What Are Triglycerides?

Thanks to Cheerios' early 2000s ad campaign, most of us have had "cholesterol" in our vernacular for years, but the term "triglycerides" is less commonly mentioned. Maybe that has something to do with the more technical nature of the word, or perhaps it's the fact that we didn't regularly hear a sweet grandpa talking about triglycerides while we ate our respective breakfasts 15 years ago. Either way, it's time we change that.

Triglycerides and cholesterol are both lipids, also known as fats — or substances in the fat family — that are insoluble in water, but soluble in organic solvents, like ether or chloroform. Along with carbohydrates and proteins, lipids are the main components of both animal and plant cells, according to RxList.

Like cholesterol, we need triglycerides in our blood to survive, but having too much of either could mean trouble. Let's take a closer look at triglycerides and how we can maintain healthy triglyceride levels.

What are healthy triglyceride levels?

Within the little universe that is your body, triglycerides play a prominent role in vitamin absorption and insulation. According to the American Heart Association (AHA), triglycerides store excess calories from the foods you eat and provide your body with energy.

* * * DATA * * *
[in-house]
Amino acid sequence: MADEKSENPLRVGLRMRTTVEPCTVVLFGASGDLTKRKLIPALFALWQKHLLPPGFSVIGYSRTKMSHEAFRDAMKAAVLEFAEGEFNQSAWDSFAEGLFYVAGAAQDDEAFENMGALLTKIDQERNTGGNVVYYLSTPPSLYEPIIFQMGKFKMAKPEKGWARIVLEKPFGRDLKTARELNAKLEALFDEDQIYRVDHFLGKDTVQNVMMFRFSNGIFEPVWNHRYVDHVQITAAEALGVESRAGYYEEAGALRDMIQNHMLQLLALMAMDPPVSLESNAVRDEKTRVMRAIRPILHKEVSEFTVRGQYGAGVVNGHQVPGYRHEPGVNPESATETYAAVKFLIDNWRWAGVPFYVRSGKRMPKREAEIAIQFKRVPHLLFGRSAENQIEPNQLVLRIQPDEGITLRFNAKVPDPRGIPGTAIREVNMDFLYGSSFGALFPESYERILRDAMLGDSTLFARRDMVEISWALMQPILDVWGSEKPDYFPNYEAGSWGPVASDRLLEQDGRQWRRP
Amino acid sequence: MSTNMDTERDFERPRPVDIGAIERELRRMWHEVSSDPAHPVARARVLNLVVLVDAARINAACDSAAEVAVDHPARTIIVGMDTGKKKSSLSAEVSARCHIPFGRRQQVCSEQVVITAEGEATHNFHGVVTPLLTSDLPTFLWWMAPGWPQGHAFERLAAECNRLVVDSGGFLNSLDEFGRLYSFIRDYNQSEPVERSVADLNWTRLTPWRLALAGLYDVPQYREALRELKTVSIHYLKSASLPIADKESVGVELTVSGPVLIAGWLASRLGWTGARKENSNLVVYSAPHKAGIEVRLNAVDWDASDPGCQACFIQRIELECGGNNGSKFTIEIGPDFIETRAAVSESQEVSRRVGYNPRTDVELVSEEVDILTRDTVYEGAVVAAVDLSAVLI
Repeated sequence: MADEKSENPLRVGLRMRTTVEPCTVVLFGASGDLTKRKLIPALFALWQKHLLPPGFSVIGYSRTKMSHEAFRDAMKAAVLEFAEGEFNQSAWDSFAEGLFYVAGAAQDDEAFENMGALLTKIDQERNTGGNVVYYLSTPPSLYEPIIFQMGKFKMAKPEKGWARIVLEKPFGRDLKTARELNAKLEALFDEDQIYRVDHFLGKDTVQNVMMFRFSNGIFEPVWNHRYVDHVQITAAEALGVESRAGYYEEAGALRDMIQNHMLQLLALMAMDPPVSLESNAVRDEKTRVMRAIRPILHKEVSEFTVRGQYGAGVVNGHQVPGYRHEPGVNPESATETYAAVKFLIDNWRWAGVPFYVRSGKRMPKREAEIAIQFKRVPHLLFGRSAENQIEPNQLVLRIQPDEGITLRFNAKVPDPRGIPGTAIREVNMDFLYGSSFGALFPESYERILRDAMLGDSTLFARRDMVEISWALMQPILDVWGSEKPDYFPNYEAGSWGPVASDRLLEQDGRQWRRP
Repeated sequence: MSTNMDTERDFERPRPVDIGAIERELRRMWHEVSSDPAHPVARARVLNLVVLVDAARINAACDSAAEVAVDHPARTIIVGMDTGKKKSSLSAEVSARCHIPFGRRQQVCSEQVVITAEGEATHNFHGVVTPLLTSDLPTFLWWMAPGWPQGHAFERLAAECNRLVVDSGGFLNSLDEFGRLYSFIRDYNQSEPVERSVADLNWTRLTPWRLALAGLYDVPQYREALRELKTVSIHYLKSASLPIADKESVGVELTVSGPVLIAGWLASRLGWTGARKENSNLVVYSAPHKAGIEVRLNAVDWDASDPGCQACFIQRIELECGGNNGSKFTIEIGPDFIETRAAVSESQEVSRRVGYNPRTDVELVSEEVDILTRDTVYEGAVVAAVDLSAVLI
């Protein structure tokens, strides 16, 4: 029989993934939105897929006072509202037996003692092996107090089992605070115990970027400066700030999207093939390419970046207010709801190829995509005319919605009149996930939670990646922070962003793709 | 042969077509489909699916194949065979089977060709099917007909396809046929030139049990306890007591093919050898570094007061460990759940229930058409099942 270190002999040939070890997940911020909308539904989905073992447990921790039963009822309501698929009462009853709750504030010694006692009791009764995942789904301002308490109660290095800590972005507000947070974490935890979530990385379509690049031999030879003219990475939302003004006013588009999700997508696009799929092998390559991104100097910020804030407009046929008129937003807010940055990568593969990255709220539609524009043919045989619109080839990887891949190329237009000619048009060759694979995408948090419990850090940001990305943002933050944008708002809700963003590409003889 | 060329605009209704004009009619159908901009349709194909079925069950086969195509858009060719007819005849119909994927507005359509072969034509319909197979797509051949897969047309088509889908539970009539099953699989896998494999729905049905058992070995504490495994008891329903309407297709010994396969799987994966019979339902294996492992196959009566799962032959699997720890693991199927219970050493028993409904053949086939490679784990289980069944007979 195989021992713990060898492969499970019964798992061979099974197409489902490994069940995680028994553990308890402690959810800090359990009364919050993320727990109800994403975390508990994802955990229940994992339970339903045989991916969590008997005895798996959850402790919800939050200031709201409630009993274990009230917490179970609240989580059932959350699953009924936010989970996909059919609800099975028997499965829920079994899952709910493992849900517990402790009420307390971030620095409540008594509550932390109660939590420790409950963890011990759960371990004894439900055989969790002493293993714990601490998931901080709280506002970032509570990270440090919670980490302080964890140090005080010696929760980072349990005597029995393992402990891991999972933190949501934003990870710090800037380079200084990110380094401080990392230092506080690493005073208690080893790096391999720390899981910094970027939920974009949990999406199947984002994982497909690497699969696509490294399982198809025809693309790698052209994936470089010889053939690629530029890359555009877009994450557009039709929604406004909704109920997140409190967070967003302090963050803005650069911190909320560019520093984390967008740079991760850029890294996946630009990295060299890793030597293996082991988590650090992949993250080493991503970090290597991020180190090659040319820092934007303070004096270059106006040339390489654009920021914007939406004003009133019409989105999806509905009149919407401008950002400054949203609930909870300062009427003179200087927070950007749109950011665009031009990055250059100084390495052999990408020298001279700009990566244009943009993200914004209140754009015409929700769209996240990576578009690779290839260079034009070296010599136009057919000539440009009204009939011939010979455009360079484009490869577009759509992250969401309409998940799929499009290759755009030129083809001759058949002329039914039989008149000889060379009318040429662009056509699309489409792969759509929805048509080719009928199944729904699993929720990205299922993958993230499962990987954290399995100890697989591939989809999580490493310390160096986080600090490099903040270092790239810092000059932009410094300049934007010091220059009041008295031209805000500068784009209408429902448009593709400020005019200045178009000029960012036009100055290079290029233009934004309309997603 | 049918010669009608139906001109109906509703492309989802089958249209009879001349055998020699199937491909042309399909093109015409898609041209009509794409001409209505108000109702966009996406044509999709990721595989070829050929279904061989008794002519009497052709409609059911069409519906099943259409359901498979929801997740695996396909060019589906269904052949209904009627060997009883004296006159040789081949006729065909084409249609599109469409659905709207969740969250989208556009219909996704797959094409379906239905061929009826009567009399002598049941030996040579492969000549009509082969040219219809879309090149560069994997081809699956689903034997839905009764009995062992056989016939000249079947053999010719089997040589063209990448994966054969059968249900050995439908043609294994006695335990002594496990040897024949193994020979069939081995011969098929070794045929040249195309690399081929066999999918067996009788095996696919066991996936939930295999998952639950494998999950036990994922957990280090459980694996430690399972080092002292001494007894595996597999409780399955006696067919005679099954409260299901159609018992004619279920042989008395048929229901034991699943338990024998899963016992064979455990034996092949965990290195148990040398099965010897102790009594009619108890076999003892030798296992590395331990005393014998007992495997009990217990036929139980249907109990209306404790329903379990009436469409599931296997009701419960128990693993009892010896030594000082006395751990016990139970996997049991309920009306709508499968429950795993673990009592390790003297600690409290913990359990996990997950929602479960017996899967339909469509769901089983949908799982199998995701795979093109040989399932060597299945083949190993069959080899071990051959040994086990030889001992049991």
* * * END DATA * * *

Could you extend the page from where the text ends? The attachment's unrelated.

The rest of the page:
The National Heart, Lung, and Blood Institute put the normal range for triglyceride levels in adults under 150 milligrams per deciliter (mg/dL), noting that anything higher could lead to health risks like coronary heart disease and stroke. Extremely high levels increase the risk of acute pancreatitis.

Triglyceride levels are broken down into categories of risk, with "borderline high" being from 150 to 199 mg/dL, "high" being anywhere from 200 to 499 mg/dL, and "very high" falling at 500 mg/dL or above (per the Mayo Clinic). In order to figure out where your triglyceride levels are, your doctor will have to perform a simple blood test.

What contributes to high triglyceride levels

As is detailed by the Mayo Clinic, when you eat, your body takes the calories it doesn't need for immediate use and turns them into triglycerides that are then stored in your fat cells. Between meals, your hormones send out the triglycerides to be converted into energy. However, if you eat more calories than you burn — particularly if you eat more foods considered high in carbohydrates — you might be elevating your triglyceride levels.

A high-carbohydrate diet is just one of the reasons you may have high triglycerides. According to the AHA, some other contributing factors can be obesity, an inactive lifestyle, smoking, alcohol consumption, pregnancy, a family history of heart disease, or chronic illnesses like diabetes, lupus, and rheumatoid arthritis.

Whether you're looking to lower your triglyceride levels or you're simply being proactive by keeping them within a healthy range, MedicalNewsToday recommends a balanced diet and limiting foods high in saturated and trans fats. It is also beneficial to limit simple carbs and sugars, and exercise regularly. If you're a regular smoker or drinker, your triglyceride levels might see an improvement if you cut out those habits, too.